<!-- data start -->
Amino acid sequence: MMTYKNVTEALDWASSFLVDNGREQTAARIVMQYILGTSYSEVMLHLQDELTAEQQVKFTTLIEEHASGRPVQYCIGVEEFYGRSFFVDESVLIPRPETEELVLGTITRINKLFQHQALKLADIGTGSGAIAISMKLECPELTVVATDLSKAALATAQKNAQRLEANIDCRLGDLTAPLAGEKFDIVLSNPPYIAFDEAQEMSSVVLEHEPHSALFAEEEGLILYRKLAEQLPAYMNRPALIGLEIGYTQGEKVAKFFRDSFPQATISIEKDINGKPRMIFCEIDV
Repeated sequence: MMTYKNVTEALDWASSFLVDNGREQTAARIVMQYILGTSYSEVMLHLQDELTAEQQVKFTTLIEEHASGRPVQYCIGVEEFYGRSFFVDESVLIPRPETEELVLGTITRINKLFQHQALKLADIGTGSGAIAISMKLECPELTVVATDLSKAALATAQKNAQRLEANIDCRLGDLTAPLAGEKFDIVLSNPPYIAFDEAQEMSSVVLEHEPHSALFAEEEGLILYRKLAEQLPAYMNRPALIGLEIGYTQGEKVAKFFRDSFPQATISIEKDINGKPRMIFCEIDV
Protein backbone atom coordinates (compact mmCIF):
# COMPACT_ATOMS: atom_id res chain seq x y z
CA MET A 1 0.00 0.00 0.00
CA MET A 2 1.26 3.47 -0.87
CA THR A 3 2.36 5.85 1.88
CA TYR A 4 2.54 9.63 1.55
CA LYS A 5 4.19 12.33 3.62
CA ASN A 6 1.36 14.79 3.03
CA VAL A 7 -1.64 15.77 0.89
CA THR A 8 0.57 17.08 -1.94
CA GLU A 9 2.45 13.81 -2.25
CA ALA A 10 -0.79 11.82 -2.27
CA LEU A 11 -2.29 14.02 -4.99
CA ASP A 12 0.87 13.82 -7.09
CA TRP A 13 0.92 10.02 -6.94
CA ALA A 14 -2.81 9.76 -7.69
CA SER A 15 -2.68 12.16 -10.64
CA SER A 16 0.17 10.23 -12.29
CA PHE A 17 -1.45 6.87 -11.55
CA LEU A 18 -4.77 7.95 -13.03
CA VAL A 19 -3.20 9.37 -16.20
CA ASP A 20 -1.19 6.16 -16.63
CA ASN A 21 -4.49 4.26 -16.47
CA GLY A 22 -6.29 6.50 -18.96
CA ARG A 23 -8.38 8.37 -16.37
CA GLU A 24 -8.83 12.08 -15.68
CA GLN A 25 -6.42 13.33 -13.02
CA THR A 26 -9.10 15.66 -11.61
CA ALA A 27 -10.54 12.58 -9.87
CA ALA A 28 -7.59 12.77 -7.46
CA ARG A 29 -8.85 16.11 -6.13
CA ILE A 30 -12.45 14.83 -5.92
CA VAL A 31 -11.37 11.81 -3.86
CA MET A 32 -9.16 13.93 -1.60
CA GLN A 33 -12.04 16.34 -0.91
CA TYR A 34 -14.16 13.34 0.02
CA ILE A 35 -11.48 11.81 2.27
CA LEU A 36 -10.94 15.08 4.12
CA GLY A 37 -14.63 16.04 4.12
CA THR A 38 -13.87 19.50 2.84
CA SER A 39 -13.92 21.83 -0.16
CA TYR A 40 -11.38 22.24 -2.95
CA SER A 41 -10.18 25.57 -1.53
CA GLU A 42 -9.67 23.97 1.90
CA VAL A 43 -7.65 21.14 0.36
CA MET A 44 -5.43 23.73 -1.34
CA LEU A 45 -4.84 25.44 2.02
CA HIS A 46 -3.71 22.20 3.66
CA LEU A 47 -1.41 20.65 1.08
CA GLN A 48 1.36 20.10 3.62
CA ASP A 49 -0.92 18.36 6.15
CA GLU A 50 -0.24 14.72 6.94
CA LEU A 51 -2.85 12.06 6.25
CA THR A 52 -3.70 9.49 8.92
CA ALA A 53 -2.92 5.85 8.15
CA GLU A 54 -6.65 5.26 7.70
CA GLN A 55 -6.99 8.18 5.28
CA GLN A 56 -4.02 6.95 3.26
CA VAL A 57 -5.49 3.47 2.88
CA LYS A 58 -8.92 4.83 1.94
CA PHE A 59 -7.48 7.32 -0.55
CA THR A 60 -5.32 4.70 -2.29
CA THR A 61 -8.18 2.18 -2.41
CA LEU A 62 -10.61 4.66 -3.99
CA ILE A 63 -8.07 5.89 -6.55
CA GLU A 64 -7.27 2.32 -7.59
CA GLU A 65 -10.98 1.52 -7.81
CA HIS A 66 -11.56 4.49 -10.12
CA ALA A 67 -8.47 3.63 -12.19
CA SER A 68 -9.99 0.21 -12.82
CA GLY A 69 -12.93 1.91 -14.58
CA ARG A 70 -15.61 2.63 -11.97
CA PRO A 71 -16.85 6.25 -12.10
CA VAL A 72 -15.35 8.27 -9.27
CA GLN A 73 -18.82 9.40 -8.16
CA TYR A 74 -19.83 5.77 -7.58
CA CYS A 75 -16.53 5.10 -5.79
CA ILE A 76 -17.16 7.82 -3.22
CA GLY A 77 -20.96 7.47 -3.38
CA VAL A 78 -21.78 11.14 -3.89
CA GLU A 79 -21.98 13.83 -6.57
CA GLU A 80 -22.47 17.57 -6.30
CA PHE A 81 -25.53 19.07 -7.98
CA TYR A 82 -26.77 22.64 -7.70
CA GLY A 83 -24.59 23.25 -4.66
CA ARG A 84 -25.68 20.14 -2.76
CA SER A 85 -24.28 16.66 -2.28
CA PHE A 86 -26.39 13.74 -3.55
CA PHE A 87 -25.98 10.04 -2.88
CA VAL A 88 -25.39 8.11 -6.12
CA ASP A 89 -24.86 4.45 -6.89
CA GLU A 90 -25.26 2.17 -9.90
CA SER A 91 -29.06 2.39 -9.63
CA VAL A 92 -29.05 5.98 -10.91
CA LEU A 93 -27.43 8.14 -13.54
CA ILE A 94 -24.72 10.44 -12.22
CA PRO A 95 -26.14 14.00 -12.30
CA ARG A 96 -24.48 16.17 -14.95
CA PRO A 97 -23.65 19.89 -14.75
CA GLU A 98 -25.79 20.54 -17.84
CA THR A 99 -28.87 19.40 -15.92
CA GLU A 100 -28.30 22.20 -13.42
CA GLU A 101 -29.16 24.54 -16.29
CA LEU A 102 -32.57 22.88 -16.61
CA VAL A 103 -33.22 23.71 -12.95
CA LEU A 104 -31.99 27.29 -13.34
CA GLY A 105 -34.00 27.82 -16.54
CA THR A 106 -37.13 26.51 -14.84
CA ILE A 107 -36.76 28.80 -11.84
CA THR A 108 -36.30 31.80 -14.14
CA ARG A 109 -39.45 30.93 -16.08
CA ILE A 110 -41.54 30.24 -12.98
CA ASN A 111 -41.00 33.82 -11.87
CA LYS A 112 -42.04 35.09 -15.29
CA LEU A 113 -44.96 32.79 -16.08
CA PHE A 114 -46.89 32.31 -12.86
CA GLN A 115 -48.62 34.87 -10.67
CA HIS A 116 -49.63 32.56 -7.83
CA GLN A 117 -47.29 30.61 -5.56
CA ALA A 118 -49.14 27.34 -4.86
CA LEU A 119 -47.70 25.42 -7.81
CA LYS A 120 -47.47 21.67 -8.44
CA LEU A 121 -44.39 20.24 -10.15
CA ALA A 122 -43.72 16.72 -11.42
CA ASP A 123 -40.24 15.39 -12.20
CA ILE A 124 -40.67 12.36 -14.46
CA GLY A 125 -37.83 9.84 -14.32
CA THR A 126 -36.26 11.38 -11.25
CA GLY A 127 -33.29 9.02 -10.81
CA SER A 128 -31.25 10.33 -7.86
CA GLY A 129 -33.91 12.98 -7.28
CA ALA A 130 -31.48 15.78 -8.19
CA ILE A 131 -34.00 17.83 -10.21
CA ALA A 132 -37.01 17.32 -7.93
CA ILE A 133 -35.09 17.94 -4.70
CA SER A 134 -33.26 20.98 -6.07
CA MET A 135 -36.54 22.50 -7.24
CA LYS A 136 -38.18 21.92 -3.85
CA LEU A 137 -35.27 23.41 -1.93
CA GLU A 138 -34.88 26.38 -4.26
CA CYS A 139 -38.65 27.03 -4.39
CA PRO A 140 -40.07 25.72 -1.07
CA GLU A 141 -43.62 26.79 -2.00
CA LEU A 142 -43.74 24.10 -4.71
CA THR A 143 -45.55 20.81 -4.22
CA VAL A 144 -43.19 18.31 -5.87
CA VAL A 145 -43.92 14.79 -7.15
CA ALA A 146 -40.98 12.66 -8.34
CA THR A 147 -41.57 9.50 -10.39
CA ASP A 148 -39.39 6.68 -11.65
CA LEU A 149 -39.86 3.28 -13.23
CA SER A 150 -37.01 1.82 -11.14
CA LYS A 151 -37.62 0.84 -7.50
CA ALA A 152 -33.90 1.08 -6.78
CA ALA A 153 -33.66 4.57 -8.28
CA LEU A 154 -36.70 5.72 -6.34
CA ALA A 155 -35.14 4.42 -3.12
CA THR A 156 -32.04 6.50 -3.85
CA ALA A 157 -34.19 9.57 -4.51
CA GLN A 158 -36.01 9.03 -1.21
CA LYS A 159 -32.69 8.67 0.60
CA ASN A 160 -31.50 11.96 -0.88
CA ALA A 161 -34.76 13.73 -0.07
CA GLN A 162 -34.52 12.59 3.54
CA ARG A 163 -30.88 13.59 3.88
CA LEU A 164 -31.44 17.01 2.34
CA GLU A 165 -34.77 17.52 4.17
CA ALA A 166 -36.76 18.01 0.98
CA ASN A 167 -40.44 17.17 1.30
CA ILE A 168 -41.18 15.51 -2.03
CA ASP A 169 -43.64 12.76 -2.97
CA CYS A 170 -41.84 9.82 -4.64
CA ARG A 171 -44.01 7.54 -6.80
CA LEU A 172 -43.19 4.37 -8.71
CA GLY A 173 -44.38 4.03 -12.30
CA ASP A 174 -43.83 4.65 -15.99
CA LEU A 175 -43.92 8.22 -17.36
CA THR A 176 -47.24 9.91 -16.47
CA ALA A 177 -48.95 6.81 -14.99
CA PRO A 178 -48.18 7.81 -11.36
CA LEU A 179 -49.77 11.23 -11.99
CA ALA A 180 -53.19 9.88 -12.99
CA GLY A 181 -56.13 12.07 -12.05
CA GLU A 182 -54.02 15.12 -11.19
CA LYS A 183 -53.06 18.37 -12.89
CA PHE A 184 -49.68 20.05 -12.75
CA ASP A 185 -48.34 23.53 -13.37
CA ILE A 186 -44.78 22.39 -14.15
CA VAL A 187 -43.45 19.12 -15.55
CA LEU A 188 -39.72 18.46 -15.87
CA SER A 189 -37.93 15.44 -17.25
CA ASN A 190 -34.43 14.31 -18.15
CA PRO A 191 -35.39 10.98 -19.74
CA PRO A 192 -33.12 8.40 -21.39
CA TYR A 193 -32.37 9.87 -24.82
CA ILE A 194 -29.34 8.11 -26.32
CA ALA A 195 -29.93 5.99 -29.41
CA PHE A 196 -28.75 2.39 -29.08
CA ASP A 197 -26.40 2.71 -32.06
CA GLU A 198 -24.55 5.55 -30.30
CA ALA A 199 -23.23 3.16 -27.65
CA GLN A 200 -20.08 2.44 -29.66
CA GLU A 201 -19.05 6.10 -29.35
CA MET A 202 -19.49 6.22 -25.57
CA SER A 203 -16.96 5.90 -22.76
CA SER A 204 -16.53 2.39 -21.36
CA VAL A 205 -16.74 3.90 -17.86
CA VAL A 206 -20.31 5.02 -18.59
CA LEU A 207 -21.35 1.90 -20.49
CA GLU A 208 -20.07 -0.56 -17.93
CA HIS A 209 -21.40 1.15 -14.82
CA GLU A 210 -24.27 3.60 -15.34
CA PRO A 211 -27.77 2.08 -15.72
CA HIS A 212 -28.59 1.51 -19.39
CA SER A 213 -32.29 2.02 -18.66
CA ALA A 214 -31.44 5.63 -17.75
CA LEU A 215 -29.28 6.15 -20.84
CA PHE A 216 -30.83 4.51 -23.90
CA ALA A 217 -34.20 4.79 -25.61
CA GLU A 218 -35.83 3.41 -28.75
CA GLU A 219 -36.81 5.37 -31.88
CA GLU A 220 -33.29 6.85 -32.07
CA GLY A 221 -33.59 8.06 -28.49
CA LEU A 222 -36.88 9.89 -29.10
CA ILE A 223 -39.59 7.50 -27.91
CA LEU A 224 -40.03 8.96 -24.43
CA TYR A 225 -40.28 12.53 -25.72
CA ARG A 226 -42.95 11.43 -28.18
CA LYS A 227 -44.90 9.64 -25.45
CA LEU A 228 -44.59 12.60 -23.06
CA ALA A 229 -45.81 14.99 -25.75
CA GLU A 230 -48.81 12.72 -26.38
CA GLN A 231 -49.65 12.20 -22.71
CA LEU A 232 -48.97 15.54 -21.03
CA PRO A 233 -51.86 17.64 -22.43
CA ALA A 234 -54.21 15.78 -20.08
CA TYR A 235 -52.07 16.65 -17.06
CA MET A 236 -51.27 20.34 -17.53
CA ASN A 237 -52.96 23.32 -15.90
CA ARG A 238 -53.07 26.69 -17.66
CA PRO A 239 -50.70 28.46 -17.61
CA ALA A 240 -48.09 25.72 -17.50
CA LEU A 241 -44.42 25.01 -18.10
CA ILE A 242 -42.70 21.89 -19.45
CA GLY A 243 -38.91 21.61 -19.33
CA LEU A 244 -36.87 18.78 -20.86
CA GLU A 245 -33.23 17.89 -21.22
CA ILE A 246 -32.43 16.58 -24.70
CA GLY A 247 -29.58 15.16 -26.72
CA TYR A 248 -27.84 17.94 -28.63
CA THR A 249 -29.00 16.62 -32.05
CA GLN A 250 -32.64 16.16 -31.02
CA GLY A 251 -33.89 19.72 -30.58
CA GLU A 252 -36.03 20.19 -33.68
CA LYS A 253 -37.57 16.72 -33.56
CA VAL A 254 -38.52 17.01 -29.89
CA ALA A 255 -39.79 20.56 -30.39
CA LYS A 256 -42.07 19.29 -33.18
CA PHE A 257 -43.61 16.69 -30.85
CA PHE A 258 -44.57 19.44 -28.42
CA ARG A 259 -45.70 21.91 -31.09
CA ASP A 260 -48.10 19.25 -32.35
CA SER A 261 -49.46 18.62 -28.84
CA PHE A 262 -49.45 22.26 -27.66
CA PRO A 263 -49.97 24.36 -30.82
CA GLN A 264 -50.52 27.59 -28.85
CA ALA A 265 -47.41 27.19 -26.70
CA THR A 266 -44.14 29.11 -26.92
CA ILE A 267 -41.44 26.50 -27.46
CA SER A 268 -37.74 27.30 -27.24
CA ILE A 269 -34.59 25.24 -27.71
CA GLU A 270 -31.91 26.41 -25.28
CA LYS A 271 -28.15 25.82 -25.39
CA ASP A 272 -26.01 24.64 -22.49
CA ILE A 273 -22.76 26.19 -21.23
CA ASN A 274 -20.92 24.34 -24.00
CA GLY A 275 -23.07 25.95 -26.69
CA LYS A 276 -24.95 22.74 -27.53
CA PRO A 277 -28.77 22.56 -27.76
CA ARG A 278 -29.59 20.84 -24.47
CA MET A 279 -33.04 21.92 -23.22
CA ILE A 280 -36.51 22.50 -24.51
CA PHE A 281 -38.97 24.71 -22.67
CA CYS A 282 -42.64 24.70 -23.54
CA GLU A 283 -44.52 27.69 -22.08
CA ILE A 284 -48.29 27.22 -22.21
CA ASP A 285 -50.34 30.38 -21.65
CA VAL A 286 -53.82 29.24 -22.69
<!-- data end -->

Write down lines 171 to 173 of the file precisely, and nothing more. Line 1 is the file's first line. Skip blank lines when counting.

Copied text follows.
CA ASN A 167 -40.44 17.17 1.30
CA ILE A 168 -41.18 15.51 -2.03
CA ASP A 169 -43.64 12.76 -2.97